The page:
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Wednesday, March 07, 2018 

Elfquest ends after 4 decades

Forbes wrote all about the history of Wendy and Richard Pini's Elfquest, one of the gems of the early days of creator-owned products, which has come to an end this year after at least 4 decades worth of storytelling. There is something sad I noticed, however - the amount of copies sold:
“A normal print-run for an independent book at that time was about 1,000, but we were optimistic and ran 10,000,” says Richard Pini. “Bud and Phil took all of them.”

Elfquest was an immediate hit. Print runs for subsequent issues touched 20, 30 and 40,000. Before the year was out, Richard was able to quit his job at IBM and dedicate himself to their publishing enterprise, WaRP Graphics (for Wendy and Richard Pini). “I couldn’t believe that we were being supported by elves,” he says.
I think it's great they were, but 40,000 copies, independent property or not, still isn't much, and it only hints more mainstream comics weren't selling much better either. I can only wonder how much Star Reach, Mike Friedrich's anthology for creator-owned stories, one of the first of its kind when it debuted in 1974, sold when it was around for about 5 years.

They also touch on no licensed TV shows or films ever turning up:
...In the early 1990s, interest in the property was so high that Wendy moved full-time to California to work with producers on a screenplay while Richard stayed in Poughkeepsie to manage their burgeoning publishing business, which had expanded to other publications and other hands working on Elfquest stories.

“It didn’t work out,” laments Wendy. “The producers couldn’t figure out how to do the animation right. The character designs were off. None of it looked right to me.” Consequently, even though Elfquest has constantly been under option since the 1980s, no movies, no TV series, not even a Saturday morning cartoon, has ever seen the light of day.

Even the recent boom in comic book movies hasn’t benefited the property. “Think about how those movies work,” says Wendy. “They’re all about good vs. evil, full of violence and conflict.” Elfquest, with its emphasis on community, cooperation and complexity, doesn’t fit the corporate superhero movie template, she says. [...]
I wouldn't worry about the lack of adaptations, animated or live action, because I'm sure the comics wouldn't benefit from them. Certainly not at this point, where it's become pretty obvious the mainstream aren't. Roger Leloup never had Yoko Tsuno turned into a whole franchise, so it's better not to expect Elfquest to undergo the same, because in the end, it honestly doesn't help the zygotes at all, IMO. The comics are what the audience should be encouraged to try out, not TV shows and movies.

And, since we're on the topic of sales figures, I decided it best to also point to another famous product from the era - GI Joe's comics adaptations - and what the sales figures were during its heyday, as Mental Floss reveals:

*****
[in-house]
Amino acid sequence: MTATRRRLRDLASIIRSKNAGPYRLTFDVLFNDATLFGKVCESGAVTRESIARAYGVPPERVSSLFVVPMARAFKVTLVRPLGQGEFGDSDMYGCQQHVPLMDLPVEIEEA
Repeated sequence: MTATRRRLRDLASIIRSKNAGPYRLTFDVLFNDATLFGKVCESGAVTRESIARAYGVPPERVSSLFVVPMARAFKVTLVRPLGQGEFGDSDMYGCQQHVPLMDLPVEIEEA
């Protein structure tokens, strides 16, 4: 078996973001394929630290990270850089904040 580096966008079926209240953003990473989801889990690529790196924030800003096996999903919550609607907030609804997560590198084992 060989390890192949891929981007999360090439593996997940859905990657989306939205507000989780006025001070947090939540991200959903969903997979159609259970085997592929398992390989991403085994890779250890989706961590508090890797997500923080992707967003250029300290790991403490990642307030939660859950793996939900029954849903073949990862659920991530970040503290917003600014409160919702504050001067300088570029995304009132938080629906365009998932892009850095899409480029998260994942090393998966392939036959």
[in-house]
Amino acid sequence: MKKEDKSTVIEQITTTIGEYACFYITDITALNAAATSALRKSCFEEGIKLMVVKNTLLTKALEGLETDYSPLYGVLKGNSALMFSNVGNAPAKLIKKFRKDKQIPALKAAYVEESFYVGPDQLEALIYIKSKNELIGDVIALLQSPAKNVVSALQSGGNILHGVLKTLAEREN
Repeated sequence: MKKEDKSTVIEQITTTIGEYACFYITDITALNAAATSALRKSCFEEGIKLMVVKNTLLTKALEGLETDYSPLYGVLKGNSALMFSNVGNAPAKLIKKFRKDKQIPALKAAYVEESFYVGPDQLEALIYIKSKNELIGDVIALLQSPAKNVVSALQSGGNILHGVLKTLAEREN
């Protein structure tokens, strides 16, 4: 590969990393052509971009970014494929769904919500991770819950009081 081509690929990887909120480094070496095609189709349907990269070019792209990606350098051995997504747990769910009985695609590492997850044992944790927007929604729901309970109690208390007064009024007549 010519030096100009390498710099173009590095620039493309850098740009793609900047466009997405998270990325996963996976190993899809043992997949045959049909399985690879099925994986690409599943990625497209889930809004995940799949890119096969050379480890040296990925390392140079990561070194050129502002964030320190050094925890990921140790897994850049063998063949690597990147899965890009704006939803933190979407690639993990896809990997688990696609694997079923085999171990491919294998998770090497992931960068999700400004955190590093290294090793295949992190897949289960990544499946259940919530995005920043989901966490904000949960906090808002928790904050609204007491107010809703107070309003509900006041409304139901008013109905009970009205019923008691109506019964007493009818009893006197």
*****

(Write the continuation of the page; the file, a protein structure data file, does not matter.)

The Marvel comic book debuted in June 1982, accompanied by the animated television advertising campaign, the book was a smashing success at launch. Kids who didn’t usually buy comics swarmed to the title, selling out the first few issues, and requiring additional print runs to meet demand. After this initial burst of activity, the comic settled into fairly low sales, averaging just under 160,000 issues per month by 1983.

But thanks to Hama—who had had served in the military during Vietnam, and so was able to provide a realistic foundation for the comic book storyline—the book continued to build an audience. According to Jim Shooter, by 1985, the comic was leading Marvel’s subscriptions, beating out familiar titles like The Amazing Spider-Man and X-Men. Then, with an additional boost from the cartoon series debut, Comichron.com shows that in 1986, the comic fared much better, averaging nearly 331,500 issues sold every month.
That may have been a lot more at the time than what today's comics make, but it's still not the sum of millions I believe makes for a more convincing success. So how can we truly think of this medium as a success or a phenomenon? The sad fact we have to face is that, no matter the story merit, comic books have not sold in great numbers for decades.

Still, I'm glad the Pinis won acclaim with Elfquest, and it's good they're able to draw the series to a fine conclusion after 40 years worth of storytelling, some of which was published under Marvel's Epic imprint in the mid-80s.

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"I wouldn't worry about the lack of adaptations, animated or live action, because I'm sure the comics wouldn't benefit from them."

We see time and again, with independent comics, and even with some "corporate" comics, television and film adaptations CAN benefit sales. Hellboy, 300, Sin City, Watchmen, The Walking Dead, etc., all experienced windfalls from adaptations (with the caveat that Watchmen is a perennial seller, divisive movie or no).

What makes those different from Batman, Spider-Man, Superman, et al, is that 1.) There's a single collection, or a clearly numbered series of collections, that new readers can pick up (versus multiple titles whose issues number into the hundreds; there's a starting point); and 2.) Those collections can be easily found at bookstores and online retailers.

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